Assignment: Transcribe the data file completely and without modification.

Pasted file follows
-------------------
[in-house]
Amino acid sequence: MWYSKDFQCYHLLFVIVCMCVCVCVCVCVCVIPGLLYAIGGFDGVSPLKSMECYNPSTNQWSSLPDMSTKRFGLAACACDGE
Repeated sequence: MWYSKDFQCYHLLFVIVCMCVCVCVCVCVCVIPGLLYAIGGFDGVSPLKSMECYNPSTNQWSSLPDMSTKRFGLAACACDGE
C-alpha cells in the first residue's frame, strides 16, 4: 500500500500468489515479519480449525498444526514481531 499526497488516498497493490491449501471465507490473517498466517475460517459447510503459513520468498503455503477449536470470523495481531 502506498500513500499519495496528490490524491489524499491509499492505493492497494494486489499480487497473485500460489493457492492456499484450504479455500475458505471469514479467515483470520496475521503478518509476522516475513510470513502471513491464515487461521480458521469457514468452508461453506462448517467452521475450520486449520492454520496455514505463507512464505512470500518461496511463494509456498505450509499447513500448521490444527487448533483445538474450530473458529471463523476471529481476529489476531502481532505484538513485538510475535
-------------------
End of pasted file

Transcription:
[in-house]
Amino acid sequence: MWYSKDFQCYHLLFVIVCMCVCVCVCVCVCVIPGLLYAIGGFDGVSPLKSMECYNPSTNQWSSLPDMSTKRFGLAACACDGE
Repeated sequence: MWYSKDFQCYHLLFVIVCMCVCVCVCVCVCVIPGLLYAIGGFDGVSPLKSMECYNPSTNQWSSLPDMSTKRFGLAACACDGE
C-alpha cells in the first residue's frame, strides 16, 4: 500500500500468489515479519480449525498444526514481531 499526497488516498497493490491449501471465507490473517498466517475460517459447510503459513520468498503455503477449536470470523495481531 502506498500513500499519495496528490490524491489524499491509499492505493492497494494486489499480487497473485500460489493457492492456499484450504479455500475458505471469514479467515483470520496475521503478518509476522516475513510470513502471513491464515487461521480458521469457514468452508461453506462448517467452521475450520486449520492454520496455514505463507512464505512470500518461496511463494509456498505450509499447513500448521490444527487448533483445538474450530473458529471463523476471529481476529489476531502481532505484538513485538510475535